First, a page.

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Unread 09-24-2020, 08:48 PM   #1
Joe in Colorado
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Default why so many toggles swapped in VOPOs?

Hello forum members and best wishes.

We recently had a post with a VOPO G-date Luger with BYF toggle.

I have a like new VOPO, photos attached, it should have a Mauser banner toggle but DWM instead.

I've seen other VOPOs with swapped toggles.

My questions please-do members agree that a fair amount of VOPOs have swapped toggles and if so, is there a good reason such as financial incentive to do more rework or if the toggle was easily messed up and needed swapping?

Regarding mine-it has a Simson side plate so it has parts from several German eras. By the way, the fit and finish seem excellent to me.

I'll also add a period VOPO Luger photo and a photo of an East German subway ghost station-I got to ride through this station during a visit in 1977. It was creepy-the tile decoration right out of WW2, subdued lighting, the train slowed, and VOPOs with slung AKs like in the photo.

Best Wishes, Joe
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Unread 09-24-2020, 09:48 PM   #2
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I believe the reason is that the pistols were disassembled into parts, and later re-assembled after cleaning and refinishing.
Some that did not need extensive repair or were complete obviously escaped the "process".
JMHO.
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Unread 09-27-2020, 12:22 PM   #3
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Default reasons!

As far as I can tell, there were two main reasons to swap out a complete toggle train. The first is obvious, a broken, cracked or severely worn major part? Ok, we can see that, but the second reason is not so glaringly apparent, and that is head space? It is far easier to just swap out assemblies and check, then it is to ream the chamber ever so slightly to make it, (headspace) correct? Also, the barrel chamber is initially cut to a very precise depth and seems to be consistent throughout manufacture? (my experience is any Luger factory barrel will install on any factory receiver, and the head space will be very, very close! If not perfect!) It doesn't take much pin wear to make a toggle assembly that allows too much head space, that is followed soon by pierced primers and means, your Luger only has a few more rounds to live???... ... best to all, til....lat'r....GT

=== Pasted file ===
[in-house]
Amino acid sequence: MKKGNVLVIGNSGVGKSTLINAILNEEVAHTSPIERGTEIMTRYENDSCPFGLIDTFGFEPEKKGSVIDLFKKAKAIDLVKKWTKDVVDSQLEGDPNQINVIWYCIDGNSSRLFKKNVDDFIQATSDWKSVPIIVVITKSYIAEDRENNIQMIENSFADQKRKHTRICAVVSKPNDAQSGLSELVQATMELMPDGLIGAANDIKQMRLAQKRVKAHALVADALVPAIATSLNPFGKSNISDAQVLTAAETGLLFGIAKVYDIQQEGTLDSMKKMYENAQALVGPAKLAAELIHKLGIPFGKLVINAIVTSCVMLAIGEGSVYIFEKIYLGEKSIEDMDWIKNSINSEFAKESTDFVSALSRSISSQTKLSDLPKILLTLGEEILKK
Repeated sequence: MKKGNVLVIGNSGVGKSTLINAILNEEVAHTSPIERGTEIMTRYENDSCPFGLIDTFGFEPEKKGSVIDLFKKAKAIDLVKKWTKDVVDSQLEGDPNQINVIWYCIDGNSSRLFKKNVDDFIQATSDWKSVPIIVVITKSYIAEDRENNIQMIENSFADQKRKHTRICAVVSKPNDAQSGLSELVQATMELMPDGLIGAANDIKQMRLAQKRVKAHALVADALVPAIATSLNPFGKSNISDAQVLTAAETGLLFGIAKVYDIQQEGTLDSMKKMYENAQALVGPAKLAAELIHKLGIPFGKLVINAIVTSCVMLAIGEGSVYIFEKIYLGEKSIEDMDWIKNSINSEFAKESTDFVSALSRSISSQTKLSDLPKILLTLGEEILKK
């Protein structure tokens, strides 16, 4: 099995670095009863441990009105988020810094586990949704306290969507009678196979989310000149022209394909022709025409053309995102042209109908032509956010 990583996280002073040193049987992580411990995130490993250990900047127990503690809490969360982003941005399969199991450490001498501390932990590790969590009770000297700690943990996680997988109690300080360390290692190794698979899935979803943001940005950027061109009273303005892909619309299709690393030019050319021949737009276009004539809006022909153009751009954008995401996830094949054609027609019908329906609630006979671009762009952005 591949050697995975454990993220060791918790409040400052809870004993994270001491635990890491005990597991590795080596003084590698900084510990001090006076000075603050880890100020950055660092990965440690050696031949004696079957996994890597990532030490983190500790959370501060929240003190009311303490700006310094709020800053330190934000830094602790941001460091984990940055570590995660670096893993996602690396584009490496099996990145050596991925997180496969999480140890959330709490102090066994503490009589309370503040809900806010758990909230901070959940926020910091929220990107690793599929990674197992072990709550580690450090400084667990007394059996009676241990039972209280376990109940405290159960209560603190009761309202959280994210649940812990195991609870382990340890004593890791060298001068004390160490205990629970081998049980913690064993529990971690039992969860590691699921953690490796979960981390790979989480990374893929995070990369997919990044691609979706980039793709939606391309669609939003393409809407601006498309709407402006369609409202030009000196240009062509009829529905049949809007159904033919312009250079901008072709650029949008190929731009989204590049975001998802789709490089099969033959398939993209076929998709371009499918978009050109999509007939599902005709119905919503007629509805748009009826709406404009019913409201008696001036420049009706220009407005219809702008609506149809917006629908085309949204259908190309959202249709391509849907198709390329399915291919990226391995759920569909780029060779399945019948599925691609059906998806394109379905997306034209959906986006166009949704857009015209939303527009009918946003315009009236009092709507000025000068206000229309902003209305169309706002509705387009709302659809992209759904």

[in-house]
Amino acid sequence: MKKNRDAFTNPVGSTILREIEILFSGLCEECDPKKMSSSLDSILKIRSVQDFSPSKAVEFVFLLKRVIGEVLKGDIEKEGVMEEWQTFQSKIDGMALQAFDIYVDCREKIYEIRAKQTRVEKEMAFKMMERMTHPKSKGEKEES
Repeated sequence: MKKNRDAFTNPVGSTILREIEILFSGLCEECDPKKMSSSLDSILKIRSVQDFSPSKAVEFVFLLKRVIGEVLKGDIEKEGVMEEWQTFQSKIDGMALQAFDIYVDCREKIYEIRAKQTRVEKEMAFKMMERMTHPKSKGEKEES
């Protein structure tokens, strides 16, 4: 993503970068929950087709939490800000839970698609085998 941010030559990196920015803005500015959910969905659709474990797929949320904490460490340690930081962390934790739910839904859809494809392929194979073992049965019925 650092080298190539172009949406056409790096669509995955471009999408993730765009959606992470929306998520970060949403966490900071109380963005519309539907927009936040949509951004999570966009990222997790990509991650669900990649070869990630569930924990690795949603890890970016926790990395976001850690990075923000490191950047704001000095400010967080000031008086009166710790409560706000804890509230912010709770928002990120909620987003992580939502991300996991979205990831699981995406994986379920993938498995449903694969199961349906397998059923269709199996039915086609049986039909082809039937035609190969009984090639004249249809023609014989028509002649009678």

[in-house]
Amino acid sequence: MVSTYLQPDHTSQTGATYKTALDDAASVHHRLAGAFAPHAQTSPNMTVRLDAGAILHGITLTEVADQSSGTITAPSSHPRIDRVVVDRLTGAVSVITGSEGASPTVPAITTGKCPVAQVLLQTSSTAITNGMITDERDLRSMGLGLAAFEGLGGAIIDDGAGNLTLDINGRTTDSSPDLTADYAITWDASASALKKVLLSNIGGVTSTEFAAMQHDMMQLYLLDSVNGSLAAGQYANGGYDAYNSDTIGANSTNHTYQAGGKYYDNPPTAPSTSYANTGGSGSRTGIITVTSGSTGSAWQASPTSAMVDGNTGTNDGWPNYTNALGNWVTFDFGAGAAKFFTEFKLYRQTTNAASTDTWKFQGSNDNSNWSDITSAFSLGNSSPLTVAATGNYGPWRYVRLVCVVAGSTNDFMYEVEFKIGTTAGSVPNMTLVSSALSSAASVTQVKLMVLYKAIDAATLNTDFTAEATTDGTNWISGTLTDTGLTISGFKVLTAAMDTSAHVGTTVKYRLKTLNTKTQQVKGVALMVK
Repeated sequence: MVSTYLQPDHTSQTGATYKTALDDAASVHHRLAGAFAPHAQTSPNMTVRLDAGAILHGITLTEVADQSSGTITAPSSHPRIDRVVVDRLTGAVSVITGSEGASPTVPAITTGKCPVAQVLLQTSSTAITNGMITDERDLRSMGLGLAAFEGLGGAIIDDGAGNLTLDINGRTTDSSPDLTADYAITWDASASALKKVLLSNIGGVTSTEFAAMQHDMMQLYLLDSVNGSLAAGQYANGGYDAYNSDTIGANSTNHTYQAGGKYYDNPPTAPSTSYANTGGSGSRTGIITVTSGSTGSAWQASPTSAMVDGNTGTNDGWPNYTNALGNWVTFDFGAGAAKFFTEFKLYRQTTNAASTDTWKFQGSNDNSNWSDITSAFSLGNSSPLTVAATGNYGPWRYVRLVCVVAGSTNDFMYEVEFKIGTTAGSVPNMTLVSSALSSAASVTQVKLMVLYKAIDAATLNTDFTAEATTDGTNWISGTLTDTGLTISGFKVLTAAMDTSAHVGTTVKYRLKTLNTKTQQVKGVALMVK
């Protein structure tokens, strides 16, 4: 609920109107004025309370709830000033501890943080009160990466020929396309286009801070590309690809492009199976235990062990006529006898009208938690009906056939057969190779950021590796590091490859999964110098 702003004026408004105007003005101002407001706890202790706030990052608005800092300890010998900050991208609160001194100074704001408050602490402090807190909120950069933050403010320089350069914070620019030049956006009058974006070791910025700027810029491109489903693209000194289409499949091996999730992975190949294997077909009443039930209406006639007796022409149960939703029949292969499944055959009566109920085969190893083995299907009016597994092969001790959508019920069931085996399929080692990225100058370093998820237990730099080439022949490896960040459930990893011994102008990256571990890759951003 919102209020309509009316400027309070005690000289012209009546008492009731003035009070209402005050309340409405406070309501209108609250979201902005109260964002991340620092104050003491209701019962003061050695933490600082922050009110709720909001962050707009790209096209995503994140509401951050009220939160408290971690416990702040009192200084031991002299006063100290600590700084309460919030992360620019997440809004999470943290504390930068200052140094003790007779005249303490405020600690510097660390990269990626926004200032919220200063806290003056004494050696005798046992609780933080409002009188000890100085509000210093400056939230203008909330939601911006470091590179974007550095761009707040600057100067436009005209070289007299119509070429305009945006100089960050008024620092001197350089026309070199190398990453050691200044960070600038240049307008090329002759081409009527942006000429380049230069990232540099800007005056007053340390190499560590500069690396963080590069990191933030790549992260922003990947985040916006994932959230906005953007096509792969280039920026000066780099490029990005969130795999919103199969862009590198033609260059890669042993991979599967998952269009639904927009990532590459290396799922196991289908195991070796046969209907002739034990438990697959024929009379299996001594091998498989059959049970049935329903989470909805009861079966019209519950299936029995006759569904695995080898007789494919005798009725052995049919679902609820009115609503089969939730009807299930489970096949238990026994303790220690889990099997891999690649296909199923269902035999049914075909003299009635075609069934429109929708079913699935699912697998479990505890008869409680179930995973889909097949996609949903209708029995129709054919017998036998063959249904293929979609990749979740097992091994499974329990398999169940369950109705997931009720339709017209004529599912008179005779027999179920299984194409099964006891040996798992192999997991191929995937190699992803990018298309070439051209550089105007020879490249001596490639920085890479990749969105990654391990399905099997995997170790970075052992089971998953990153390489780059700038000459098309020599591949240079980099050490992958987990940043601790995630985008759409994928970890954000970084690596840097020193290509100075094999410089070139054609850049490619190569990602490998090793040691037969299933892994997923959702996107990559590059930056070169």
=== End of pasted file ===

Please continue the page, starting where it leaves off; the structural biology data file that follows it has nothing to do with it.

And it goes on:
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Unread 09-27-2020, 04:37 PM   #4
tomaustin
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the only people who put a premium on matching numbers are the "collectors" on this and other sites...........the soldier in the field couldn't give a damn about checking the pedigree of his weapon...and we have too many on here who are searching for a matching part number so they can present their piece as an "all matching" and "all original".....bad business boys...don't do it...
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Unread 09-27-2020, 08:52 PM   #5
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I have a 1921 DWM that was kept all together during refurbishment.

Perhaps non-serviceable guns were batch parted, and that results in so many mixed parts guns.

The ones that were complete and in good condition just got a refinish and evaluation?
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Unread 09-28-2020, 01:28 AM   #6
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Quote:
Originally Posted by mrerick View Post
I have a 1921 DWM that was kept all together during refurbishment.

Perhaps non-serviceable guns were batch parted, and that results in so many mixed parts guns.

The ones that were complete and in good condition just got a refinish and evaluation?
I tend to think as you do. My 1917 Erfurt VoPo has a replacement side plate, sear bar and grips. All other parts are original and matching including the barrel with an excellent bore.
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Unread 09-28-2020, 08:08 AM   #7
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I think happened more or less what happend to the M1911s and M1911A1s during refurbishing, so that they were disassembled into parts then reassembled without caring, and later reassembled with no thought to where the parts came from and whether they matched.
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Unread 09-28-2020, 12:06 PM   #8